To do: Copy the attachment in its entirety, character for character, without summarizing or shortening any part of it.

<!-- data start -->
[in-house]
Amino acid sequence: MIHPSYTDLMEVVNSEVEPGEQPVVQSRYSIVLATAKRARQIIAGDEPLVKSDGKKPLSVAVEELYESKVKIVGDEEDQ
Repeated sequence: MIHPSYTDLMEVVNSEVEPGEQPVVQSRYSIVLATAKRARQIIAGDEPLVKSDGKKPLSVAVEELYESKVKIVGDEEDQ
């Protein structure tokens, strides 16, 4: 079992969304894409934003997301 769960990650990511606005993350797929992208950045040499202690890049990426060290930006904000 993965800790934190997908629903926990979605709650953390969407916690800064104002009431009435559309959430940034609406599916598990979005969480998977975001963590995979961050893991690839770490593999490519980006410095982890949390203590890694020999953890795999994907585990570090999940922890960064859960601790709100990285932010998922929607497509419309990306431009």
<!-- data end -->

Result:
[in-house]
Amino acid sequence: MIHPSYTDLMEVVNSEVEPGEQPVVQSRYSIVLATAKRARQIIAGDEPLVKSDGKKPLSVAVEELYESKVKIVGDEEDQ
Repeated sequence: MIHPSYTDLMEVVNSEVEPGEQPVVQSRYSIVLATAKRARQIIAGDEPLVKSDGKKPLSVAVEELYESKVKIVGDEEDQ
């Protein structure tokens, strides 16, 4: 079992969304894409934003997301 769960990650990511606005993350797929992208950045040499202690890049990426060290930006904000 993965800790934190997908629903926990979605709650953390969407916690800064104002009431009435559309959430940034609406599916598990979005969480998977975001963590995979961050893991690839770490593999490519980006410095982890949390203590890694020999953890795999994907585990570090999940922890960064859960601790709100990285932010998922929607497509419309990306431009």